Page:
As I promised more than a year ago 😉 I’m going to continue the small tutorial about testing on Android. During this year the testing on android has evolved a little bit and now we can see projects, like robotium, that, although they have some errors and features not (well) covered, helps you a lot in the testing process. Said that, let’s start!
The first step to test an android application (apart from having the code of the android application, of course) is create a test project. For that we are going to use the command line, mainly because, although you can use very complete graphical editors that helps you to do much of the process automatically, I think it’s important to know where the things come from and why the things work in that way. So, the command line to create the test project (as we can check here) is:
$ android create test-project -m <main-path> -n <project-name> -p <test-path>
Where main-path is the path to the project of the application under test, project-name is the name of the test project (not the name of the main project) and test-path is the directory where the test project is going to be located. A test project depends on the android project that is testing, so is going to compile against this project, recompiling (with a little bit of luck) all the source files of the original project that needs to (re)compile, that’s why we need to indicate the path of the main project under test.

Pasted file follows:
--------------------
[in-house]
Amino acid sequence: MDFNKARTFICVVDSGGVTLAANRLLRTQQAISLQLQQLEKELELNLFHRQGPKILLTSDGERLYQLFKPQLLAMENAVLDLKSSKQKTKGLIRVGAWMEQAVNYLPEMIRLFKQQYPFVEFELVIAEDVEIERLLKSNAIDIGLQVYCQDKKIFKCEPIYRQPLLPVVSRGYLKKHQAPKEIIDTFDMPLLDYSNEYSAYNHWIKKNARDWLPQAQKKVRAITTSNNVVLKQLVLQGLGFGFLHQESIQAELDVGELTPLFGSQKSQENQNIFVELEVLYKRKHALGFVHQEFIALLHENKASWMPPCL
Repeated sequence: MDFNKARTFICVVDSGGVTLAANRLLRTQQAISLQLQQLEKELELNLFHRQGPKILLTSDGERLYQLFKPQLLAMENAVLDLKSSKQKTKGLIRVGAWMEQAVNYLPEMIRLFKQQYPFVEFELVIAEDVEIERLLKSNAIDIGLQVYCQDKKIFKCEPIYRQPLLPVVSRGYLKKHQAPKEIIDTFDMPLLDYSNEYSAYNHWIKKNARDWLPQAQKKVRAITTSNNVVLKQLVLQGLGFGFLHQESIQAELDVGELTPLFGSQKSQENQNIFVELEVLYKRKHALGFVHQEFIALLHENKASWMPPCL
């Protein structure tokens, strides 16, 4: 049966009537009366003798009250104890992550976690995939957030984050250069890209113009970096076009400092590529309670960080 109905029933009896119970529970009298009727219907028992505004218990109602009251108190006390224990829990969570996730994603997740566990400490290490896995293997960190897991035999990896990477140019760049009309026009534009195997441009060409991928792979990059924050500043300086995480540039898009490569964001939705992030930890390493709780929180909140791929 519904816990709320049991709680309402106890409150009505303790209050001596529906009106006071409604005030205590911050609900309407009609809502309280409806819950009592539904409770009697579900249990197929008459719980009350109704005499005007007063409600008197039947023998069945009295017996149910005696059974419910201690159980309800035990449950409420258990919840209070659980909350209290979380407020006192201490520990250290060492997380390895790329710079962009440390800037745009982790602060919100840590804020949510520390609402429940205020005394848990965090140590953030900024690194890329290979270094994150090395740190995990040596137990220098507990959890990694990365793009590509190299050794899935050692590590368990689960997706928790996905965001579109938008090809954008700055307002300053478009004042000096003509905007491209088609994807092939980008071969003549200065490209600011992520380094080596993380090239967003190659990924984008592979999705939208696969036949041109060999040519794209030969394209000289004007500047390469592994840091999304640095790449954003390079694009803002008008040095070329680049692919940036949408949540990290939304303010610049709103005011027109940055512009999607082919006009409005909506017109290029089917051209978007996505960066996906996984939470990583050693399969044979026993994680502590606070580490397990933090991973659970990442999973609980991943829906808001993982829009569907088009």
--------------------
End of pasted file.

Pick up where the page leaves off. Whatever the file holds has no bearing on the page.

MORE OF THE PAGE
That also means that a test project is going to test only one application at a time, but it can be updated to change the path of the main project for the case you want to test another project with the same test project (for example, if you have two projects of the same application, one for a free version and other for a premium version, or if you have a base test project that you want to adapt to new applications).
The test project doesn’t need to be located in any specific directory, so you can place it wherever you want in your filesystem, but take care if you move the test project and you’ve defined a relative path to the main project, because you’d need to update it.
If you check the test project just created, you can see that it haves the same directory structure and build file contents as regular Android application project. That’s because it’s an actual Android application that use the testing and instrumentation framework and depends on other application to run (like an application that use a library).
The test framework is an extension of the JUnit test framework that adds access to the Android system objects to test them, and the instrumentation framework is who actually execute the tests, starting the application at the beginning of each test suite, shutting down the application once the test suite is finished and who runs test by test of each test suite.
Well, that’s enough for today. In the next post I’ll explain the compilation process of a test project (checking the options at the compilation files) and how to run both on test in particular and all the tests of the test project. In that way you can see the basic structure of a test.
To be continued…